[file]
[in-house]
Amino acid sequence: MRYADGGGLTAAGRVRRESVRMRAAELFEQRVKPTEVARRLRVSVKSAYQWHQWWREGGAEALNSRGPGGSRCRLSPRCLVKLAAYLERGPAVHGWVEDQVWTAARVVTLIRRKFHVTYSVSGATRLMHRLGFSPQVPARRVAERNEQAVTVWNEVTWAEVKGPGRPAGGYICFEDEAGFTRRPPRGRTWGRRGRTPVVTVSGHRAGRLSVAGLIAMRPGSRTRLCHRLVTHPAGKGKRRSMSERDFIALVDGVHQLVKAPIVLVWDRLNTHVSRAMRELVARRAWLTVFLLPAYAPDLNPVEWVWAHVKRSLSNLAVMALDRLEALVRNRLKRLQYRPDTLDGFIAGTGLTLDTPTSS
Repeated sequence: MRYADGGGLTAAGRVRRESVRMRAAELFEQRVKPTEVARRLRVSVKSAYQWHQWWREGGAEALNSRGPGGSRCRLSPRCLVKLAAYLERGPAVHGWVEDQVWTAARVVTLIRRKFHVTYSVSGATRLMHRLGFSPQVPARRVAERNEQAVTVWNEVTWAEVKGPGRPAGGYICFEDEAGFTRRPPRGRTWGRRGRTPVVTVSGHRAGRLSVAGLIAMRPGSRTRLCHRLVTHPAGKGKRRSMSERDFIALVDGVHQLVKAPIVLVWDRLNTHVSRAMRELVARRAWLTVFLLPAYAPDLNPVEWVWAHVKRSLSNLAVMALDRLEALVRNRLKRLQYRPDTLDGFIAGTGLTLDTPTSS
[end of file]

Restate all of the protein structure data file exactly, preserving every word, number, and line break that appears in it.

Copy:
[in-house]
Amino acid sequence: MRYADGGGLTAAGRVRRESVRMRAAELFEQRVKPTEVARRLRVSVKSAYQWHQWWREGGAEALNSRGPGGSRCRLSPRCLVKLAAYLERGPAVHGWVEDQVWTAARVVTLIRRKFHVTYSVSGATRLMHRLGFSPQVPARRVAERNEQAVTVWNEVTWAEVKGPGRPAGGYICFEDEAGFTRRPPRGRTWGRRGRTPVVTVSGHRAGRLSVAGLIAMRPGSRTRLCHRLVTHPAGKGKRRSMSERDFIALVDGVHQLVKAPIVLVWDRLNTHVSRAMRELVARRAWLTVFLLPAYAPDLNPVEWVWAHVKRSLSNLAVMALDRLEALVRNRLKRLQYRPDTLDGFIAGTGLTLDTPTSS
Repeated sequence: MRYADGGGLTAAGRVRRESVRMRAAELFEQRVKPTEVARRLRVSVKSAYQWHQWWREGGAEALNSRGPGGSRCRLSPRCLVKLAAYLERGPAVHGWVEDQVWTAARVVTLIRRKFHVTYSVSGATRLMHRLGFSPQVPARRVAERNEQAVTVWNEVTWAEVKGPGRPAGGYICFEDEAGFTRRPPRGRTWGRRGRTPVVTVSGHRAGRLSVAGLIAMRPGSRTRLCHRLVTHPAGKGKRRSMSERDFIALVDGVHQLVKAPIVLVWDRLNTHVSRAMRELVARRAWLTVFLLPAYAPDLNPVEWVWAHVKRSLSNLAVMALDRLEALVRNRLKRLQYRPDTLDGFIAGTGLTLDTPTSS